The Oil and the Middle East Research Programme of the Oxford Institute for Energy Studies was established in 2009. It is dedicated to the advanced study of contemporary oil markets, production, consumption and policy. With a historical focus on the resource-rich economies of the Middle East, research on the Programme has expanded to include major non-OPEC producing regions such as North America and Russia, and emerging energy markets such as China and India.
This research stream encompasses the study of oil price cycles, evolution of pricing benchmarks, behaviour of oil market participants, the impact of new supply sources on market dynamics, producer-consumer relations, and international oil and product trade flows.
Research under this stream relates to the economic prospects for conventional and unconventional production in the world’s major producing economies as well as newly emerging provinces, and includes the Middle East, Africa, North America and Russia. It covers topics such as the evolution of fiscal regimes.
The programme’s third main research stream focuses on emerging centres of energy demand outside traditional OECD energy consumers. Research under this stream analyses demand and supply patterns in emerging energy markets, including Russia, India, China, Latin America and Africa.
The fourth key area of research concentrates on the management of natural resource wealth within resource-rich economies, including resource-based development strategies and economic growth, distribution of natural resource rents, challenges related to domestic demand growth, diversification, and the deployment of renewables.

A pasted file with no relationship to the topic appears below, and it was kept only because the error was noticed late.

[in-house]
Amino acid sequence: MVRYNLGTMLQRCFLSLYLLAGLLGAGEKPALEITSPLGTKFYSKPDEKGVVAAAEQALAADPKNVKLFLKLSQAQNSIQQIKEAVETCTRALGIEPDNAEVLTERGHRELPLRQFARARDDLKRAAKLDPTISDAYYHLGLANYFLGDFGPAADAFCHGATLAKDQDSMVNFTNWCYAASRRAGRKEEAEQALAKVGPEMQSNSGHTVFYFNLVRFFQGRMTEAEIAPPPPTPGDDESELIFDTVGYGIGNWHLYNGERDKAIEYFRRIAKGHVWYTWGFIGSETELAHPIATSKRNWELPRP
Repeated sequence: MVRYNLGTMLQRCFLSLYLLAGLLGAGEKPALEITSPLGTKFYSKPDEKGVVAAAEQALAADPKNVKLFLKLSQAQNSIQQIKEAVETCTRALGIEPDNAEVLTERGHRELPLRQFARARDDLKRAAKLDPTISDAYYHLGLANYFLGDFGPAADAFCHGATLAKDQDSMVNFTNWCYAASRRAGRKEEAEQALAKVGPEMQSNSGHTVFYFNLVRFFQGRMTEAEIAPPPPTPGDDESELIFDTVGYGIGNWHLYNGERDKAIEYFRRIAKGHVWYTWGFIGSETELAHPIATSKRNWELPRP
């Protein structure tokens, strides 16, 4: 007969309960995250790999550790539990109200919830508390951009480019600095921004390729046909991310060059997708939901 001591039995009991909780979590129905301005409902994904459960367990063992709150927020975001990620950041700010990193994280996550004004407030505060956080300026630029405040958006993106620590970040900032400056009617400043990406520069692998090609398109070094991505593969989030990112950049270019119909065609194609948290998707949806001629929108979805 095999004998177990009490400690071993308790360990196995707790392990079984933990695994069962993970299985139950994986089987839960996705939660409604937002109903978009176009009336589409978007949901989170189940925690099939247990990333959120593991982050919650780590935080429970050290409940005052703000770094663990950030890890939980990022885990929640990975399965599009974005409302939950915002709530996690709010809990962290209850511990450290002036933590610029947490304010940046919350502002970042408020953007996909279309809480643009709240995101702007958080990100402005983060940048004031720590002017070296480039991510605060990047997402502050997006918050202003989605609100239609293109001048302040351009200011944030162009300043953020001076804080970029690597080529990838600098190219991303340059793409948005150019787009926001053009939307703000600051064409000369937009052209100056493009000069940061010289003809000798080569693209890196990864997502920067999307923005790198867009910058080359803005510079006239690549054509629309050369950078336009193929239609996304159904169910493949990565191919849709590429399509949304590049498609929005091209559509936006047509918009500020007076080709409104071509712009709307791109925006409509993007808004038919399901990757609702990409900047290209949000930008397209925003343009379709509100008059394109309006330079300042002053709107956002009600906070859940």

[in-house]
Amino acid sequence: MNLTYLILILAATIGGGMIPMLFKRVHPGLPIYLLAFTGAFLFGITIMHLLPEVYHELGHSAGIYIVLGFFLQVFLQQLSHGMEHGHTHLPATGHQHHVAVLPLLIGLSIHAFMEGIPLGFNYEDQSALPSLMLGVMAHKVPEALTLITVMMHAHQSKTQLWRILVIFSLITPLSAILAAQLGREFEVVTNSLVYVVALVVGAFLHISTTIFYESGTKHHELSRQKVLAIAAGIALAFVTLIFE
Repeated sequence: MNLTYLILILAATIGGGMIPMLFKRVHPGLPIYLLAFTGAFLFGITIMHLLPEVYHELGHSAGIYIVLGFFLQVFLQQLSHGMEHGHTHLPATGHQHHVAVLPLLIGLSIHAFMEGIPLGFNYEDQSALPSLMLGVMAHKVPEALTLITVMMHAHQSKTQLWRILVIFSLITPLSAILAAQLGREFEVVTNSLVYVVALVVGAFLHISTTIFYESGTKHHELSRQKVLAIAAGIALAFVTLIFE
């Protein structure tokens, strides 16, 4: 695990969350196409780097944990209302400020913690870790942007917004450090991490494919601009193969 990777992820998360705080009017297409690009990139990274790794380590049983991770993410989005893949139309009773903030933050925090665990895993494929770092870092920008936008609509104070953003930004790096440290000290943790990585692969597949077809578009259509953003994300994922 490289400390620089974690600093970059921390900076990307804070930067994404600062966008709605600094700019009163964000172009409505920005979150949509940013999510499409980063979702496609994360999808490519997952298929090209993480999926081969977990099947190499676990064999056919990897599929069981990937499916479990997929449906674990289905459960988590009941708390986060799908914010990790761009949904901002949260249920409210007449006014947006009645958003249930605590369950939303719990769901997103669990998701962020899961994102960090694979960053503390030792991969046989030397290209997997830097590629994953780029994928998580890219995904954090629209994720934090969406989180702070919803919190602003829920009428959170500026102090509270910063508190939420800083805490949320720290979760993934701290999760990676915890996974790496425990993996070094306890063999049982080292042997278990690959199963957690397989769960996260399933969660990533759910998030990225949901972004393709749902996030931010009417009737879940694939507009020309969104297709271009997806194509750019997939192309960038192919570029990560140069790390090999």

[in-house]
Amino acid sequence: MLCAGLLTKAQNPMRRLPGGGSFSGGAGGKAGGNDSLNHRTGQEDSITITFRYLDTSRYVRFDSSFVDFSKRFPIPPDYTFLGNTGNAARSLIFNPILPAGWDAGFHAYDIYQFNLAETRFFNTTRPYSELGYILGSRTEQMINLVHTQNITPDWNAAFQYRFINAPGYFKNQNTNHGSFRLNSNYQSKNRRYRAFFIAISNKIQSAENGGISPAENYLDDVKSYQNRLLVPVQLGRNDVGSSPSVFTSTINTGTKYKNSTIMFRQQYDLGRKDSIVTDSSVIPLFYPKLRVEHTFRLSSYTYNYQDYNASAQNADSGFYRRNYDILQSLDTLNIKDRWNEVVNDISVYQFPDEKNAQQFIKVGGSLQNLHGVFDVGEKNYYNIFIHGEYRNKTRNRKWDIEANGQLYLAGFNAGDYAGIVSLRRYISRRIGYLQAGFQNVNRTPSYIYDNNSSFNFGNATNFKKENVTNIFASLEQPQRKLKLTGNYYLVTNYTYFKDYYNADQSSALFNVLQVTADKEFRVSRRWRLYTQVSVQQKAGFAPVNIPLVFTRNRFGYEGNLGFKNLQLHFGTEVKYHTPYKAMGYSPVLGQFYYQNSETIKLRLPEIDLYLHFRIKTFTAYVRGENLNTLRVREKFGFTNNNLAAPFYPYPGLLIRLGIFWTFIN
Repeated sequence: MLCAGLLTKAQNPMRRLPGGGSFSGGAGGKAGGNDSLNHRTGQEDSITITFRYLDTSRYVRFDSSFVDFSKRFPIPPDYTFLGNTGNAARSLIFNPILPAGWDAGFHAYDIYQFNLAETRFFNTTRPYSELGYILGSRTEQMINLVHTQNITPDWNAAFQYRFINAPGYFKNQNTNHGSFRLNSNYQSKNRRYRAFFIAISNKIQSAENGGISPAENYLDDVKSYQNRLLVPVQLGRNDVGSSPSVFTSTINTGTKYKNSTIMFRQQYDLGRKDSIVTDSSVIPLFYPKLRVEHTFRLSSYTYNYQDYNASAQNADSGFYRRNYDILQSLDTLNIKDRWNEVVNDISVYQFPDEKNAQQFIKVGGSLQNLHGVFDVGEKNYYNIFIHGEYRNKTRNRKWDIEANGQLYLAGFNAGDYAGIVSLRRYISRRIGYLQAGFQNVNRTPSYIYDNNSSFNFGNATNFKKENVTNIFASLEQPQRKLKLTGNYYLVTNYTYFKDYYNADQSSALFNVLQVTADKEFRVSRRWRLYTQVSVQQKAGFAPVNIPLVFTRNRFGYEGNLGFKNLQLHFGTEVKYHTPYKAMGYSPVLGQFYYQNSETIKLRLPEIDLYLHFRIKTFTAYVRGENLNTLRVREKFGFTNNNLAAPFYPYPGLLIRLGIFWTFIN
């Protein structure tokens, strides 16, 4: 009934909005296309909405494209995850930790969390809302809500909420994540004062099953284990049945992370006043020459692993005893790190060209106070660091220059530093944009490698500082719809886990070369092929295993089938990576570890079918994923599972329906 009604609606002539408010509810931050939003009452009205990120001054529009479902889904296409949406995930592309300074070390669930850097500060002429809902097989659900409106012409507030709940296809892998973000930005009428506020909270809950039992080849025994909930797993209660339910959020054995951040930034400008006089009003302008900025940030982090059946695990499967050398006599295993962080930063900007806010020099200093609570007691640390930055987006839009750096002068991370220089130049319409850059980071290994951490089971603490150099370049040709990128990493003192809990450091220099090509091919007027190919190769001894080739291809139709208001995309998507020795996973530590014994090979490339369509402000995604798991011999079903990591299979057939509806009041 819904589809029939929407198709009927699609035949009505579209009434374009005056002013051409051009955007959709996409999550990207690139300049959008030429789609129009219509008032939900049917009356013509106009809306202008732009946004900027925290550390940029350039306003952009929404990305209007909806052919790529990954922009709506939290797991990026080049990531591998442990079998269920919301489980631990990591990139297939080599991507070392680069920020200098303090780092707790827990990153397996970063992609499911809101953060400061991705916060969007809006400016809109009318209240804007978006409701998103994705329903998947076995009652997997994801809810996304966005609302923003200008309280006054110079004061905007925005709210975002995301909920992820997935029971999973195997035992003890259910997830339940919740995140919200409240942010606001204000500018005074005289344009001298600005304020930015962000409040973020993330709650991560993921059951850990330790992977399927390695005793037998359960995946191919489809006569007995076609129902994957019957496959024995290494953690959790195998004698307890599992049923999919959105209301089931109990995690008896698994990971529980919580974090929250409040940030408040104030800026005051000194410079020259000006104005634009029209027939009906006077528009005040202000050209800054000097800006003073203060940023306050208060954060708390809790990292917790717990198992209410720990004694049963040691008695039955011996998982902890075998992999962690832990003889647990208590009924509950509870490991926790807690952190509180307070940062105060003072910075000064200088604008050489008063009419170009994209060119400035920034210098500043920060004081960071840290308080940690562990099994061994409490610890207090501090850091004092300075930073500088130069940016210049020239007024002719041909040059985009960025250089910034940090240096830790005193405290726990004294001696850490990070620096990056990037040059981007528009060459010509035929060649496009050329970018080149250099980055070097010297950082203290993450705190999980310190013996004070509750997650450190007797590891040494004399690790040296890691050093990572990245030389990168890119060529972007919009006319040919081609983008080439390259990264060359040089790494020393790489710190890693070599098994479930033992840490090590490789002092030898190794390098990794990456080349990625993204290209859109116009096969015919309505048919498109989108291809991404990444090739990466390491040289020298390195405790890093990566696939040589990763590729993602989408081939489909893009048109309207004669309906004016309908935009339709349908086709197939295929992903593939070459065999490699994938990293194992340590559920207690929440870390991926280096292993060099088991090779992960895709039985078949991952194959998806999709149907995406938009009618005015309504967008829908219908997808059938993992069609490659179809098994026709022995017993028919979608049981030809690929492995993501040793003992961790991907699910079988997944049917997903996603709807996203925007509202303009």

Research is disseminated via a dedicated research paper series, short energy comments and contributions to academic journals and specialised publications, in addition to a book series published by Oxford University Press. Members of programme staff have also been involved in a range of international collaborative publications, including the United Nations Development Programme (UNDP), the International Energy Agency (IEA) and the International Energy Forum (IEF). The Programme’s research group is composed of core staff, and draws on a network of external contributors from a wide range of disciplinary and professional backgrounds.
We are interested in hearing from students and researchers working on oil and the Middle East academically worldwide. For information about the programme and questions, please email; Bassam Fattouh
This paper contains 20 short articles which outline the views of OIES research fellows on some of the key themes for the global energy economy in 2022. Starting with views on the short-term outlook for oil, electricity and gas markets, the articles move on to cover LNG supply and Russian export strategy as well as […]
The new issue of OIES Oil Monthly, including our latest short-term oil market outlook to 2023, is now available. This month’s featured In Focus piece focuses on the key features of OPEC+ in the current cycle, the new dynamics emerging and the factors shaping its next move ahead. The decisions and measures made by OPEC+ […]
The new issue of OIES Oil Monthly, including our first oil market outlook for 2023, is now available. This month’s featured In Focus piece focuses on the impact of China’s power crunch on diesel demand. China’s power outages have boosted diesel margins, especially in light of reduced output from the Shandong independents. The State-owned majors […]
Paper identifies main cost drivers for each of the most promising technologies and analyses the opportunities for c… https://t.co/TjBpcUhL9d
Some have argued that policy solutions focusing on the price cap are myopic as they ignore larger issue of whether… https://t.co/gYutA1BJ9H
New Oxford Energy Podcast - The role of the Northern Sea Route for Russia’s Arctic hydrocarbon developments and Rus… https://t.co/OQ18DNREaL
The higher cost of #greenhydrogen in comparison to its competitors is the most important barrier to its increased u… https://t.co/3c5bYlDoHh